It’s been one big, fantastic science experiment, in all the best senses of the word, and I’ve really benefited. And to be honest, so have they. They’ve never directly told me the details about how my work has helped them, but they once mentioned to my spouse that it’s hugely encouraging for them to work with me, as I’m so intent on getting better and really putting in the work. They said that most of their brain injury survivor patients aren’t willing to do the work to really get better. How depressing that must be…

The working relationship has been mutually beneficial for sure. I know they’ve gotten better, themself, because the difference between how they are now and how they were when I first met them, is significant. When I first met them, they were much more tentative, spacy, and absent-minded. They would forget appointments with me, they seemed more hesitant in so many ways, and they didn’t have their act together with billing and business management details.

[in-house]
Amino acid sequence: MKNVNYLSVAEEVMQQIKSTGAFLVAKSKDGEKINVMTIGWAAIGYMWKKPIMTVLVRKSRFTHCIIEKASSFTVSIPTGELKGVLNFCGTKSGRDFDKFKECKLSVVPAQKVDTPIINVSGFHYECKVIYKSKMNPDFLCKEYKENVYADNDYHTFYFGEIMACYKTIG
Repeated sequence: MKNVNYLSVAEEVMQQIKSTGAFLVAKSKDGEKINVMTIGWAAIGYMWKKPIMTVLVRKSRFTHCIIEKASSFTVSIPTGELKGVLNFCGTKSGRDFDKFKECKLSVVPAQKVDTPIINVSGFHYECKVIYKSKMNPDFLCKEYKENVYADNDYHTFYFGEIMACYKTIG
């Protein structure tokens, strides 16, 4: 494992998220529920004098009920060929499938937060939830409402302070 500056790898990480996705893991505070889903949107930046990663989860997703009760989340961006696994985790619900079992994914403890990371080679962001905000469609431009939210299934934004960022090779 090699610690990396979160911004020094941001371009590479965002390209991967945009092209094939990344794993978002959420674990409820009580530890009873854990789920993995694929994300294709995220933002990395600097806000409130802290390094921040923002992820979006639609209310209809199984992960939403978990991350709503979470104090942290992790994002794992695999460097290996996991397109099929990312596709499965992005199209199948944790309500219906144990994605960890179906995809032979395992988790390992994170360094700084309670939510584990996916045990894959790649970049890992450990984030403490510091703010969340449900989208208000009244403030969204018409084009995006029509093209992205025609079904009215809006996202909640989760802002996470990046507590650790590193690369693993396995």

In the past six years, they’ve really stepped up their game, and I like to think that working with me has helped. In, fact, I’m sure of it. And the time when I went to meeting with them every other week, instead of every week, they seemed to regret not checking in with me each week.

I guess one of the things that’s kept me motivated over the past years, has been knowing that my progress was helping another person. Knowing that getting better myself was helpful to my neuropsych — which then made it possible for them to help others — has been a driving force behind my recovery. It’s not just about me. It’s about all of us.

This blog, too, has been a big part of my recovery, and hearing from folks that I’ve helped them, or they respond to things I write, has been a real boost for me in so many ways. My TBI recovery doesn’t just belong to me. It really belongs to all of us. I happen to benefit from it — and so do many, many others.

So, that keeps me going.